The life of an intrepid food blogger is one fraught with stolen moments at work or Saturday mornings and late weeknights at home on the PC typing furiously about the latest and greatest (or not so great) dining experience. As such, there are several memorable experiences this past year that, for one reason or another, did not make it into the HPR (not to mention that I’ve only been blogging for about 6 months). As I reflect back on the year, I wanted to make sure I mentioned some places that I have not had a chance to before.
Here are some “short takes” on several restaurants that definitely made an impression in 2007.
Yannick Cam’s penultimate incarnation simply exudes modern elegance and high style. Oddly devoid of customers the day we went. I guess they didn’t know about the Roast “Maine” Lobster in Sauterne Butter with Grapefruit zest. If they had they would be busting down the doors to get in.
678 Indiana Ave NW
Like a trusted old friend, Kinkead’s consistently delivers high quality fresh seafood in a relaxed yet upscale environment. The menu changes daily to reflect the freshest selections and the presentations are simple and elegant. Service is always top-notch.
2000 Pennsylvania Ave, NW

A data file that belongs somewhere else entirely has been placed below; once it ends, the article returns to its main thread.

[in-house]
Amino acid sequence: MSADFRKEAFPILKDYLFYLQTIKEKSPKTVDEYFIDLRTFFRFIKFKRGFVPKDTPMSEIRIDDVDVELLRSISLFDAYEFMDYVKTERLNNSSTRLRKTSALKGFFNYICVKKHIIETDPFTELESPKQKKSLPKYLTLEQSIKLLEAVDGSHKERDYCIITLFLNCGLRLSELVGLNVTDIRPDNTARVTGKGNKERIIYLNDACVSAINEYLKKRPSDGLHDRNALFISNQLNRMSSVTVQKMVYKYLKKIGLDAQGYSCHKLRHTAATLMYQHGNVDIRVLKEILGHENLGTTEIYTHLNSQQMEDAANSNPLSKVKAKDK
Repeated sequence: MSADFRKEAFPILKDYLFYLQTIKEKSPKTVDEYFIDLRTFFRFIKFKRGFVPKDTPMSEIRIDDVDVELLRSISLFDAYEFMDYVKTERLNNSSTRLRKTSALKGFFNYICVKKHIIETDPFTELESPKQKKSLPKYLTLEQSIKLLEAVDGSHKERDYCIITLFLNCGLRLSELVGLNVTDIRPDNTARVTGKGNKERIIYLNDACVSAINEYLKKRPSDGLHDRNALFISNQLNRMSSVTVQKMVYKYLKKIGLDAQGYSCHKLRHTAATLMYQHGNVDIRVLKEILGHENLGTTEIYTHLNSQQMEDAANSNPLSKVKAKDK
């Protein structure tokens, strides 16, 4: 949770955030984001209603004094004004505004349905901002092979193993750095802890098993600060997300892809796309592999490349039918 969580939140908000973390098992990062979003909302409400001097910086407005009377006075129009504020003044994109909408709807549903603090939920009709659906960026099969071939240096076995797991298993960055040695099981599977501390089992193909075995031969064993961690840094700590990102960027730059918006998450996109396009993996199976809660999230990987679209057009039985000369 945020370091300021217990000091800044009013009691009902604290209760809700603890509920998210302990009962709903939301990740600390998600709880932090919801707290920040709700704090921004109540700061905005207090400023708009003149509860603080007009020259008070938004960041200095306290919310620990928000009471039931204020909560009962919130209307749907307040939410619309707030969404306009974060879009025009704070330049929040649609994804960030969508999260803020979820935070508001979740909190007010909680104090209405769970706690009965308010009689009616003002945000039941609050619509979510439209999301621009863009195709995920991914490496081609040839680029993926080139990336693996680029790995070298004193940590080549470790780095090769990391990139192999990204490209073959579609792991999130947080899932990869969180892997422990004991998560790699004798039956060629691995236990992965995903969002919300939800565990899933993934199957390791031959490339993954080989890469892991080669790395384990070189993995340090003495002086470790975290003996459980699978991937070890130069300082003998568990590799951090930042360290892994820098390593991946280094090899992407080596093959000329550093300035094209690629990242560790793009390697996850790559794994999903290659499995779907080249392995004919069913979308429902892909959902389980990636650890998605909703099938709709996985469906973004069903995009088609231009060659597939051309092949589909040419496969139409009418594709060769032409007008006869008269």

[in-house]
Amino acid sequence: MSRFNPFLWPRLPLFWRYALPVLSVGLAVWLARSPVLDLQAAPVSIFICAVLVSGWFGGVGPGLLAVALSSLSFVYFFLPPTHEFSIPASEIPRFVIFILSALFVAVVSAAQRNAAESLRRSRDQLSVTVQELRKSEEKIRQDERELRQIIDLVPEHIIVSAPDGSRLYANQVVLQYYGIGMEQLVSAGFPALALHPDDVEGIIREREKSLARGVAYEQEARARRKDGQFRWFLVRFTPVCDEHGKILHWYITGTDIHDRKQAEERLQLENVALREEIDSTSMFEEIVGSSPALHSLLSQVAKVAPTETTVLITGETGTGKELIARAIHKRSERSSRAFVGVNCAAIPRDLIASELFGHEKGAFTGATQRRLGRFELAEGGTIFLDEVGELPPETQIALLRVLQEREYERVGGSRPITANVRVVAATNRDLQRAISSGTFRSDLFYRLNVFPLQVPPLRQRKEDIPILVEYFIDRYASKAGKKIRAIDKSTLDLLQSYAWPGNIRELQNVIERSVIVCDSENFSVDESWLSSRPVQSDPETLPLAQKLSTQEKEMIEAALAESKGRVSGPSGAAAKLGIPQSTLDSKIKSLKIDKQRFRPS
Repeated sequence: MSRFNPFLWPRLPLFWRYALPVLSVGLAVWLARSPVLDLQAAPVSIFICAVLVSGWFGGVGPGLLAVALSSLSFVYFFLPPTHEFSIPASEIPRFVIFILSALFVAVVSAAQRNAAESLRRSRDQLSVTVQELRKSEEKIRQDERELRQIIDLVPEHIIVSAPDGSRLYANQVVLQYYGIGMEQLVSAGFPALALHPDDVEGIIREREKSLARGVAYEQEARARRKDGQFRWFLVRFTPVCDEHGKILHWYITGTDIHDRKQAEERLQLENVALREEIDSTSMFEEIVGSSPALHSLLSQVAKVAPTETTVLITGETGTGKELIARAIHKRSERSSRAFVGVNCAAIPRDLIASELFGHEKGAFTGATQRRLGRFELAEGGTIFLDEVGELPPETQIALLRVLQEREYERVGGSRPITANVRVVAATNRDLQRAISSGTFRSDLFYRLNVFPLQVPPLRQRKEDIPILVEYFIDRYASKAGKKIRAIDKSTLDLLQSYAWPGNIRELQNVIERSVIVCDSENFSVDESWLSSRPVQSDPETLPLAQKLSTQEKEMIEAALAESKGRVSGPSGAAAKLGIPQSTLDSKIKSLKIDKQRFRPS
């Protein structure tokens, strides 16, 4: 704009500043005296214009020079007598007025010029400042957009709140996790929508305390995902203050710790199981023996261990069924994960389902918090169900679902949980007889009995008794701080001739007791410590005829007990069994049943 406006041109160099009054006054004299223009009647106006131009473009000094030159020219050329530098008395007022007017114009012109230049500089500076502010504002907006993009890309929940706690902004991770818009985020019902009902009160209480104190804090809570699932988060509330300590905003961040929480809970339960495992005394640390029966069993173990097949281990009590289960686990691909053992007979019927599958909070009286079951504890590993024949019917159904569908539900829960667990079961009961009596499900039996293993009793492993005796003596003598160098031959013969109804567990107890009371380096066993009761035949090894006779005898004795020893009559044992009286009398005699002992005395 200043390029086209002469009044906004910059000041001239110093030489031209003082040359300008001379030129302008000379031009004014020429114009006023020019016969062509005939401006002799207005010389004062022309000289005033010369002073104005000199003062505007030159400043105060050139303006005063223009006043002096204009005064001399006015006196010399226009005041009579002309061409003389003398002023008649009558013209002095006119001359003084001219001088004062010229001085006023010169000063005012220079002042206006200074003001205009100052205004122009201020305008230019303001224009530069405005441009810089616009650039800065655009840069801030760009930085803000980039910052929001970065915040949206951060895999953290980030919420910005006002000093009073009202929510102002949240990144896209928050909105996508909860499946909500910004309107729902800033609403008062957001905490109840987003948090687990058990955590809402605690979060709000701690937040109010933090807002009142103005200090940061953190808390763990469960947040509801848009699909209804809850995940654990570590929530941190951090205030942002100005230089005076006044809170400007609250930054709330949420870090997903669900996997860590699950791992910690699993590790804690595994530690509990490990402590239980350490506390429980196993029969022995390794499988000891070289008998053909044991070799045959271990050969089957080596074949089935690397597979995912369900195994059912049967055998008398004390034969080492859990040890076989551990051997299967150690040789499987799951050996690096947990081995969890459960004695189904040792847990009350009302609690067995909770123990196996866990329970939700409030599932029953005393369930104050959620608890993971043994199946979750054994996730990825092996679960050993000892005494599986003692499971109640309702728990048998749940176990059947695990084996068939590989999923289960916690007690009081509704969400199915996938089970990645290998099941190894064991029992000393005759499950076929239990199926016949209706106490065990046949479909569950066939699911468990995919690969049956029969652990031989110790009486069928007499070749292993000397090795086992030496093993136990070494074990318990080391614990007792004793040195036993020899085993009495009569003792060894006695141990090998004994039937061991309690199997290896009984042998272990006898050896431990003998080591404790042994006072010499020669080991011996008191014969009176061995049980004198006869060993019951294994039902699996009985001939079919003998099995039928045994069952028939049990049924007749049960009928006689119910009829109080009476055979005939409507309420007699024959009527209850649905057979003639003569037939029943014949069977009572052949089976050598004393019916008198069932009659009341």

NY hot-shot chef Laurent Tourondel’s spin on all things “beefy” gets high praise from many of my friends, but not from me. Overpriced and overrated is my take. Still, I know some that swear this is their favorite and I have to admit, the fresh-from-the-oven popovers delivered immediately to your table could warrant a visit all by themselves.
1625 Eye Street, NW
What would happen if you presented Southern Low Country Cuisine in a French tasting menu style? Add to that recipe a drop-dead gorgeous space in Baltimore’s hottest new neighborhood and you have the makings of Chef Cindy Wolf’s Charleston, possibly my favorite restaurant in the DC/Balto area. Choose the number of courses you wish to enjoy (3,4,5 or 6 courses) then order anything on the menu. All of the selections are smaller than a full entrée but larger than typical tapas. Listed in categories such as Hot, Cool, Fish & Shellfish, Meats etc… The Foie Gras is sublime. Shrimp and Grits are a revelation. The desserts are transcendent, especially anything with chocolate.
1000 Lancaster Street
Michael Mina’s SeaBlue
The new Borgata Hotel Casino & Spa in Atlantic City feels a little like someone parked a
BMW 760Li in the middle of used Nissan car lot. The place is absolutely littered with original Chihuly glass and offers some of the finest shopping and dining opportunities AC has to offer. I implore you, please walk right past the glitz and fire of Bobby Flay’s Steak and sit your butt down in Michael Mina’s SeaBlue. What part of “Two Pound Lobster Pot Pie” didn’t you understand? If that’s not enough enticement, how about the cleanest and freshest raw oysters you ever tasted or the Tuna Tartare with Ancho Chili and Sesame Oil?
Miso-Glazed Chilean Sea Bass with shiitake consommé is also not to be missed. Seafood’s not your thing? Go for the American Kobe Short Rib. For a fish joint they sure know how to prepare beef. Service is impeccable, desserts are a celebration and the cheese course is one for the record books.